de Quervain disease

de Quervain disease

Description, Causes and Risk Factors:

Abbreviation: dQD.

Alternative Name: de Quervain syndrome, Radial styloid tendovaginitis, congenital clasped thumb, flexor pollicis longus stenosing tendovaginitis, pollex varus, snapping thumb syndrome, stenosing tendinitis of the abductor, tendovaginitis stenosans, tenosynovitis, trigger thumb.

De Quervain disease is a term used to describe a painful disorder affecting the tendons (a nondistensible fibrous cord or band of variable length that is the part of the muscle that connects the fleshy part of muscle with its bony attachment) at the base of the thumb. This is one of the most common kinds of tendon lining inflammatory diseases or tenosynovitis. These tendons are encased in sheaths, or sleeves, through which the tendons slide. The inner wall of the sheaths contains cells that produce a slippery fluid to lubricate the tendons. With repetitive or excessive movements such as hand twisting and forceful gripping, the lubrication system may malfunction. Failure of the lubricating system allows friction to develop between the tendons of the thumb and their common sheath. The repetitive friction accounts for the abnormal thickening and the constriction of the sheath which interferes with the smooth gliding motion of the tendons.

Tendon involve may include Abductor Pollicis Longus (APL) and the Extensor Pollicis Longus (EPL).

Causes May Include:

    This inflammation may be caused by anything that changes the shape of the compartment or causes swelling or thickening of the tendons.

  • Overuse is the main problem, especially repetitive motion of the thumb. Examples of repetitive thumb motion include straightening, twisting, punching, forceful gripping, or thumb bending combined with moving the wrist towards the little finger (such as when hammering or lifting a small child). People who engage in repetitive activities requiring sideways motion of the wrist while gripping the thumb, as in hammering, skiing, some assembly line jobs, etc may be predisposed to developing this disorder.

  • Direct trauma or a ganglion cyst may also be the cause.

  • Metabolic abnormalities such as diabetes, hyperuricemia, hypothyroidism, pregnancy, and rheumatoid arthritis may also add to the condition.

Risk Factors May Include:

    De Quervain's disease occurs most often in individuals between the ages of 30 and 50.

  • Women are afflicted with it 8 to 10 times more often than men.


Initial symptoms result in pain at the thumb side ofthe wrist. The pain is worsened with movementsof the thumb and wrist and particularly lifting.Pain is often feltespecially whengrasping object thenturning the objectsuch as openinga doorknob or turningthe ignition key inyour car.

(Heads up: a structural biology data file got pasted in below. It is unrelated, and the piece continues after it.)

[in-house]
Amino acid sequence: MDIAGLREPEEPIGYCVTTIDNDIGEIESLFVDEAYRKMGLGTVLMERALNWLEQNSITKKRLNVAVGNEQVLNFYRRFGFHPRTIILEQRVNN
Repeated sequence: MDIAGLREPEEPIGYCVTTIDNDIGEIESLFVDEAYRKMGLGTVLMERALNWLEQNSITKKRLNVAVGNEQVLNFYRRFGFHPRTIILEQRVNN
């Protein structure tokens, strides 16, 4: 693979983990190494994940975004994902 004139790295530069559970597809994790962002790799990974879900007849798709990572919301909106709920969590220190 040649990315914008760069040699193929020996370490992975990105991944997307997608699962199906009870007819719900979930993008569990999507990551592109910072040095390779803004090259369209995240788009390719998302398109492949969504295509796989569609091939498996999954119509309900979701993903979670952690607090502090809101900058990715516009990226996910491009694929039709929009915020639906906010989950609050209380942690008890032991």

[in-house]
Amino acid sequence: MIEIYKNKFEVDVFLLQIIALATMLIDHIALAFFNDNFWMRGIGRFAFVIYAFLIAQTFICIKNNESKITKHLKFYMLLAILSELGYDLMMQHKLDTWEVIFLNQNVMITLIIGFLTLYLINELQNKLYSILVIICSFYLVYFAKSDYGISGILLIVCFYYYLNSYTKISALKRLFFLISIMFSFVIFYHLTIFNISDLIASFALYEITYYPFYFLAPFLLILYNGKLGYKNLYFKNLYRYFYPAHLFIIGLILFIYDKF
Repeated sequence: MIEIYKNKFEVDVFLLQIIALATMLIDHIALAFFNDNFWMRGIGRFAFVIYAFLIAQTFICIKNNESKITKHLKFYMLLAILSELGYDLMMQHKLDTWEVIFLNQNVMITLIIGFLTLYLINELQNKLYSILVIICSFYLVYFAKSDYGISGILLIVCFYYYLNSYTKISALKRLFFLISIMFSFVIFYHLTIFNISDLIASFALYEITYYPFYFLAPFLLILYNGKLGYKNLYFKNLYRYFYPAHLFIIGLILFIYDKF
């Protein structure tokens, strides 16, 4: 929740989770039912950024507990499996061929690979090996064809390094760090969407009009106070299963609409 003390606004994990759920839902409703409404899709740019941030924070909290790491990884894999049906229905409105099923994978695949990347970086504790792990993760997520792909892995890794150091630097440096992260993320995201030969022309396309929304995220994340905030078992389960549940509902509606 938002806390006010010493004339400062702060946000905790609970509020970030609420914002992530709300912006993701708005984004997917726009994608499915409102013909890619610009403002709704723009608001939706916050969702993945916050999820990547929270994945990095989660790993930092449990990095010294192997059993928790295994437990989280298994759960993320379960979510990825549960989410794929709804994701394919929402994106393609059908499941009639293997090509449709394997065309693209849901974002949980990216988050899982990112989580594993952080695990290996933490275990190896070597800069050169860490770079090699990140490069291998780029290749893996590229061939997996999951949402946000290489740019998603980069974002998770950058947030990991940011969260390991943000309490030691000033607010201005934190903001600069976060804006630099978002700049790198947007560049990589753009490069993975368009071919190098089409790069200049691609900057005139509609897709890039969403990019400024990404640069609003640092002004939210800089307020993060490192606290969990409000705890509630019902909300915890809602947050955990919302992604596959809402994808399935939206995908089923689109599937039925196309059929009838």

The congenital form is diagnosed by an inabilityto straighten the digits even with force.

  • X-rays are usually not revealing but may indicatethe presence or absence of arthritis. This conditionmust be differentiated from arthritis at the base ofthe thumb, which may be a contributing factor.

  • The major problem can be distinguishing thede Quervain disease from Intersection Syndromewhich is very similar. Careful attention must be paid towhere the pain is located - over de Quervain tunnel orover the intersection point.

Tests May Include:

    Look for carpal tunnel syndrome with Phalen's test.

  • Have the patient fold the thumb into the palm; closethe fingers over it into a fist, then ulnar deviate thewrist. This is known as the Finkelstein's test, andreproduces the pain of de Quervain disease atthe thumb side of the wrist (the extensor pollicisbrevis and abductor pollicis longus tendons.)


Treatment Options: Treatment can be conservative or surgical in nature.

    Treatment such as massage, applying ice or heat compresses can help to relieve symptoms.

  • NSAID: Anti-inflammatory tablets (ibuprofen, aspirin, and naprosyn) and topical gels can relieve the symptoms but there is no evidence that they speed recovery.

  • Rest is important to limit aggravating activities as much as possible to allow the problem to settle whatever other treatment is provided.

  • Splint can be helpful in reducing discomfort, but will only be effective if it passes from above the wrist to the thumb.

  • Steroid Injection: Injection of the sheath is very effective in relieving the problem. It has general side effects, but it can cause thinning and/or discoloration of the skin on the wrist, particular if repeated. Therefore not more than two injections are recommended. An injection of cortisone into the tunnel will usually control the inflammation in the early stages of the process, but may be temporary.

  • Surgery: If pain persists despite non-surgical management, the problem can be solved by surgical release of the sheath. Surgical management involves incising the skin, identifying and cutting the diseased tendon sheath under local anesthesia, and applying a compression bandage.

Preventive Measures: The prevention of de Quervain disease consists of avoiding excessive movements such as hand and wrist twisting, pinching and forceful gripping. Thumb pressure in pushing controls or while typing should also be avoided.

Disclaimer: The above information is educational purpose. The information provided herein should not be used during any medical emergency or for the diagnosis or treatment of any medical condition.

DISCLAIMER: This information should not substitute for seeking responsible, professional medical care.


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